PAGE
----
The Post-Communist Generation in the Former Eastern Bloc

26 01 2010

Source: Pew Research Center

Members of the post-communist generation, who are now between the ages of 18 and 39, offer much more positive evaluations of the political and economic changes their countries have undergone over the past two decades than do those who were adults when the Iron Curtain fell. The younger generation is also more individualistic and more likely to endorse a free market economy than are those who are ages 40 or older.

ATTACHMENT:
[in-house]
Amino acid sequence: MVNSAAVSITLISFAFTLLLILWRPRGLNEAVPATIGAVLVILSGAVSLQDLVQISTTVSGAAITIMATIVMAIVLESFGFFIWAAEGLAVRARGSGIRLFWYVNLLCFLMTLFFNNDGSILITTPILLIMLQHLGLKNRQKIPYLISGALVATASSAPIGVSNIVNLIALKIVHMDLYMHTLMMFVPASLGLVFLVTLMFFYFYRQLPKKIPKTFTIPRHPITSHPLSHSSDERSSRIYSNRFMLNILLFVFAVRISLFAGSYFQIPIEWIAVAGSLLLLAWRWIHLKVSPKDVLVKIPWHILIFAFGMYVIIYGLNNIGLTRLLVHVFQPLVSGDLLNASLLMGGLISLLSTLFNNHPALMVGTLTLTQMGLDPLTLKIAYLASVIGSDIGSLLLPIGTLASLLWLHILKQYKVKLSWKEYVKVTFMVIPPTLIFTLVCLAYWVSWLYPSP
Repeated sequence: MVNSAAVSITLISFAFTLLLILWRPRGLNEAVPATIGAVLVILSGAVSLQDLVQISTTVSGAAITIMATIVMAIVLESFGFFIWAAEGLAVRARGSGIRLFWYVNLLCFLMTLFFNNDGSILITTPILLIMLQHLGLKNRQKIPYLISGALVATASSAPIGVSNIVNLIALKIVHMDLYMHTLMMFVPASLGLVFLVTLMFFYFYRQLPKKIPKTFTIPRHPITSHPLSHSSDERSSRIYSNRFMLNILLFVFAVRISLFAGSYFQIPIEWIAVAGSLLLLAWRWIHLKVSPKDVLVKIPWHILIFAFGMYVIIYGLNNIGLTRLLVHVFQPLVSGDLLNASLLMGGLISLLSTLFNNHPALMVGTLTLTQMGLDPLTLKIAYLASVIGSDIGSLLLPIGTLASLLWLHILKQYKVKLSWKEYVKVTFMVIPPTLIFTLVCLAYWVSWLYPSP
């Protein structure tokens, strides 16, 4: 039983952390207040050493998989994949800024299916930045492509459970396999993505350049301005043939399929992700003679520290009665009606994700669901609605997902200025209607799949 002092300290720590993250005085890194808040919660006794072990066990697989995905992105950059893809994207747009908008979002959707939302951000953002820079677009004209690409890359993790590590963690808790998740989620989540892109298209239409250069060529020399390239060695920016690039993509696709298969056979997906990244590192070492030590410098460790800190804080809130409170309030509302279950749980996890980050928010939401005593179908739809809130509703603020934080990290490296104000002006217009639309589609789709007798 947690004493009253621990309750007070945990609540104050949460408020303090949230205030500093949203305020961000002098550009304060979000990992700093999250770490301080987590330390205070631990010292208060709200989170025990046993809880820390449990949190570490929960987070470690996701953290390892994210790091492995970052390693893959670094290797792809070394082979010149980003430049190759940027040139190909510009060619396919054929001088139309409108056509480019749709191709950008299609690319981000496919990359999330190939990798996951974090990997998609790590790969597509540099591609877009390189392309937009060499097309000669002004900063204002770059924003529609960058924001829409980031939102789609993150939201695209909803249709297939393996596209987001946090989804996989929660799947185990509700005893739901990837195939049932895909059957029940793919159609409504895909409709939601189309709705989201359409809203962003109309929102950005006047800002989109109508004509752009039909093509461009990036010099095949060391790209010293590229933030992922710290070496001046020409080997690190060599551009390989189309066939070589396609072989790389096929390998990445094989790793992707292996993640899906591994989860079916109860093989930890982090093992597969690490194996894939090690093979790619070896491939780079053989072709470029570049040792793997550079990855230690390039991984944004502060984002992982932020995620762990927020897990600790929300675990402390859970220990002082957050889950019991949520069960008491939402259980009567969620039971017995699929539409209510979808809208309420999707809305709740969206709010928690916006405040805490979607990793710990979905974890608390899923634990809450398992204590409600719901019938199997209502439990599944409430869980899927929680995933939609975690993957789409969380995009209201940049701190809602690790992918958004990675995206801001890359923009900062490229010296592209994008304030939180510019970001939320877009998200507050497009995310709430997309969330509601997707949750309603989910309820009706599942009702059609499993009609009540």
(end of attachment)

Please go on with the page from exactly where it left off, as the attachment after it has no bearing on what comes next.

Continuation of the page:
The Pew Research Center’s Global Attitudes Project’s contribution to this project focuses on a somewhat different age group: the post-communist generation in the former Eastern bloc. The generation gap on attitudes about democracy and capitalism in Eastern Europe reflects a divide among the past, present and future. Concerns about the way things are going span all ages, but while the older generation looks back longingly, often saying that people were better off financially under communism, the younger generation expresses more confidence that democracy can solve their countries’ problems.




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